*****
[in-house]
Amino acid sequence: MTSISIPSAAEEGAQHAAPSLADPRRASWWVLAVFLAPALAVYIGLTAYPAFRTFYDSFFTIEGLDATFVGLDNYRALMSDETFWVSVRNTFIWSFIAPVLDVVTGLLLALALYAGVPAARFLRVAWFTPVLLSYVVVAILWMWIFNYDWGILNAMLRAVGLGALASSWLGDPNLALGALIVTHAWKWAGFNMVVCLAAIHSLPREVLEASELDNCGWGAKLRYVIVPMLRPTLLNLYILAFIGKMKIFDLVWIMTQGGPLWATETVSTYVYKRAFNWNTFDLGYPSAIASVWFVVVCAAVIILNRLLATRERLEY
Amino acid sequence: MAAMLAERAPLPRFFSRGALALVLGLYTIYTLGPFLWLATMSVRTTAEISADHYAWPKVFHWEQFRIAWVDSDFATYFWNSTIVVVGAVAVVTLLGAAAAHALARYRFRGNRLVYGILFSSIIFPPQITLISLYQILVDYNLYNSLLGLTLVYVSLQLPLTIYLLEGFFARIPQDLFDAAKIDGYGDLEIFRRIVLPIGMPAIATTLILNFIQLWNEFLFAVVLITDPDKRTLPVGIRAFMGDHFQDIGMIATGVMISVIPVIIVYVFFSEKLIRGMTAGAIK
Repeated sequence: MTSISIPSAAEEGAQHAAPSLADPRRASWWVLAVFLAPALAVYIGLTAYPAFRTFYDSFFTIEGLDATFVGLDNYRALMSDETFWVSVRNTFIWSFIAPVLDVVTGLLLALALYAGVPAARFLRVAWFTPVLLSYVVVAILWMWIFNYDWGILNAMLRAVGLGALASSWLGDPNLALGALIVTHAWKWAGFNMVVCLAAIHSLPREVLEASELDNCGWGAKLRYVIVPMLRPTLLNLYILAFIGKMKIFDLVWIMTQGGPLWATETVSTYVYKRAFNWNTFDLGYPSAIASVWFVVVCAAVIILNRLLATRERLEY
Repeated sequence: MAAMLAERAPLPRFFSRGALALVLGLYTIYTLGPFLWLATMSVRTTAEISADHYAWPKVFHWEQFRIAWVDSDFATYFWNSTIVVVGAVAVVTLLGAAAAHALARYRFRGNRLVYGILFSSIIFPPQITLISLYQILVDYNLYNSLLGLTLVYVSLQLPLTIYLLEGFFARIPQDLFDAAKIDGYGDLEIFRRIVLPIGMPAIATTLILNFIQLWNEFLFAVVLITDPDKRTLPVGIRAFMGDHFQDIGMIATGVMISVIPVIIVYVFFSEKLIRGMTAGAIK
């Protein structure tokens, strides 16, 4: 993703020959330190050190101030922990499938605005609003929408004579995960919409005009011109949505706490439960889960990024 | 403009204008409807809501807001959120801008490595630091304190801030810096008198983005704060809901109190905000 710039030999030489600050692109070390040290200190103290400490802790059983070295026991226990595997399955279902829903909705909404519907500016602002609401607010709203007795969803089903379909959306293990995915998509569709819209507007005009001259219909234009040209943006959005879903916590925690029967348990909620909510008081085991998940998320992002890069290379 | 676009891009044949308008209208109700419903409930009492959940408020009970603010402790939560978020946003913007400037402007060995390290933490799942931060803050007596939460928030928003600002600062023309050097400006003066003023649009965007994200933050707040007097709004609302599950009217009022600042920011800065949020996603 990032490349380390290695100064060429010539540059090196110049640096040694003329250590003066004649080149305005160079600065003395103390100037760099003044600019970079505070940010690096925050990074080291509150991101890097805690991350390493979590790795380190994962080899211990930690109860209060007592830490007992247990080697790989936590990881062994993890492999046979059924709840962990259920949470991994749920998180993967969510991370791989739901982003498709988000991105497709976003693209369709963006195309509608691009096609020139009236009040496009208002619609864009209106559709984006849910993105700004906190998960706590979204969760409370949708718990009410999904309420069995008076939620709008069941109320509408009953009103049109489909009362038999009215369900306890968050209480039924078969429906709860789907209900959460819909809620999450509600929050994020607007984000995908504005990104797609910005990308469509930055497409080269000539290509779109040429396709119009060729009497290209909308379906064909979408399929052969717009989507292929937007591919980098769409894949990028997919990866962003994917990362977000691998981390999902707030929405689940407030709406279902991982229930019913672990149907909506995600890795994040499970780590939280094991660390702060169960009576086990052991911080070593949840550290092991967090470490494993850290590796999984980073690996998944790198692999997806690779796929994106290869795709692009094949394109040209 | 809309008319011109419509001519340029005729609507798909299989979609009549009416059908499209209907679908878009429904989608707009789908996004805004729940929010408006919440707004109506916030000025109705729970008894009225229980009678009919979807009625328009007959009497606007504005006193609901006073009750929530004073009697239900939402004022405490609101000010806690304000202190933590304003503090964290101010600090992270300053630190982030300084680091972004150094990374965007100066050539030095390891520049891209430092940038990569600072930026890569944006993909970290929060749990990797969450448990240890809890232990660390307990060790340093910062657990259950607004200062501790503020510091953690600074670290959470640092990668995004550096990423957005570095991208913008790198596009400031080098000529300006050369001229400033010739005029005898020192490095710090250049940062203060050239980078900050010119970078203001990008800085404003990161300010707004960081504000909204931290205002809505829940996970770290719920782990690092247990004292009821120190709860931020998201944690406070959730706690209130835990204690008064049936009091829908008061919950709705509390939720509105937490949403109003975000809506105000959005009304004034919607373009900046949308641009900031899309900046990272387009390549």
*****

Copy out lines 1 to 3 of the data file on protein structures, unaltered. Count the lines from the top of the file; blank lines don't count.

[in-house]
Amino acid sequence: MTSISIPSAAEEGAQHAAPSLADPRRASWWVLAVFLAPALAVYIGLTAYPAFRTFYDSFFTIEGLDATFVGLDNYRALMSDETFWVSVRNTFIWSFIAPVLDVVTGLLLALALYAGVPAARFLRVAWFTPVLLSYVVVAILWMWIFNYDWGILNAMLRAVGLGALASSWLGDPNLALGALIVTHAWKWAGFNMVVCLAAIHSLPREVLEASELDNCGWGAKLRYVIVPMLRPTLLNLYILAFIGKMKIFDLVWIMTQGGPLWATETVSTYVYKRAFNWNTFDLGYPSAIASVWFVVVCAAVIILNRLLATRERLEY
Amino acid sequence: MAAMLAERAPLPRFFSRGALALVLGLYTIYTLGPFLWLATMSVRTTAEISADHYAWPKVFHWEQFRIAWVDSDFATYFWNSTIVVVGAVAVVTLLGAAAAHALARYRFRGNRLVYGILFSSIIFPPQITLISLYQILVDYNLYNSLLGLTLVYVSLQLPLTIYLLEGFFARIPQDLFDAAKIDGYGDLEIFRRIVLPIGMPAIATTLILNFIQLWNEFLFAVVLITDPDKRTLPVGIRAFMGDHFQDIGMIATGVMISVIPVIIVYVFFSEKLIRGMTAGAIK